71 and Mara entered the barn and started the raucous welcome ritual that is peculiar to African elephants—bellows, trumpets, rumbles, squeaks and lots of spinning and urinating and defecating. Ruby calmly allowed the excited pair to reach out to touch her with their trunks. For the rest of the evening the excitement level was high and Lulu pranced up and down the hall checking Ruby carefully as she moved about.

Ed and I slept in the barn for the next two nights and the gentle rumbles and loud snores were a happy reminder that Ruby was a very welcome addition to our African family. On Wednesday, Lulu and Ruby were together in the barn, happily munching on hay and mud bathing like two old friends. Later, when Ruby went out into the yard, she laid down and pushed her head into the grass, then ambled over to the fence to join 71 and Mara. The three touched trunks to mouths, heads and butts and Ruby turned her back to her two new friends as they caressed her with their trunks.

The next morning, Ruby’s keepers and we agreed that the elephants were making all the right moves for introduction, so we opened the gate and let 71 and Mara come into the yard with Ruby. The three spent the day together and returned very calmly to the barn that night.

Ruby has accepted all three of our elephants and has quietly taken her place among them. She is a lovely, gentle and intelligent elephant who seems to know how much we all care for her. 71 and Mara are delighted with their new friend, and Lulu is happier than she has ever been.

The Los Angeles Zoo staff—Jennie, Jeff and Vicki, have been incredibly helpful in effecting a smooth transition for Ruby. Their devotion to her and their concern is much appreciated by all of us at PAWS. The cooperation between PAWS and the San Francisco, Detroit and Los Angeles Zoos to help elephants is a welcome relief from the turmoil that often surrounds captive elephants and their welfare.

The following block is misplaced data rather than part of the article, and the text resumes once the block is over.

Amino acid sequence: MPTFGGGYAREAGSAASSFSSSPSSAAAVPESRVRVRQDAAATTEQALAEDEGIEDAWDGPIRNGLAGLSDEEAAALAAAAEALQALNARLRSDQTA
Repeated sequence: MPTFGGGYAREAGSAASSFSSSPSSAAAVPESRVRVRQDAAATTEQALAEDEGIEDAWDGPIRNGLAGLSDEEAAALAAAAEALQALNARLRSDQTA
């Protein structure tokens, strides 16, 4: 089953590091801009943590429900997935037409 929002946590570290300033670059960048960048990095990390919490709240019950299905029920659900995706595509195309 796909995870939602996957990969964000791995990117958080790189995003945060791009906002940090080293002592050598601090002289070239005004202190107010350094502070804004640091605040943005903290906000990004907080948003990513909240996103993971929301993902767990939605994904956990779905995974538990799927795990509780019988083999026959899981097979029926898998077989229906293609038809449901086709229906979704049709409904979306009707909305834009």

Thank you to everyone who helped bring Ruby to ARK 2000.


Ruby checks out her new barn.

Outside the barn, what wonders await?

Are there other elephants around here?

Sweet Face.

Yes there are other elephants! Hello!

The Social Club! Mara,71,Ruby and Lulu

Mara, 71, ruby and Lulu having a fun day!

Ruby and Lulu

Mara Ruby and Lulu and 71(with tusks)

Ruby and Lulu

Ruby and Lulu

Splish, Splash I was takin a bath!

To all our supporters: Thank you for your emails about Nicholas and Gypsy and Ruby. We are posting updates as quickly as possible, and we hope that all who care about these elephants will appreciate the fact that PAWS spends the bulk of our budget on the animals with overnight keeping staff taking precedence over office staff, so our updates may be delayed as we devote all our time to caring for new arrivals. Please take a moment to read our article "Rescuing Animals" in our last newsletter which is posted on our web site. Successful introductions to new surroundings and companions is not an easy project, and our staff spends long hours ensuring the comfort and safety of each elephant which sometimes leaves little time for public relations and fund raising campaigns. We appreciate the concern and devotion of all who care about the elephants, and we hope you will appreciate the long hours that we spend in physically caring for them 24 hours a day, 7 days a week. Please be patient, we are trying to get news out as quickly as possible.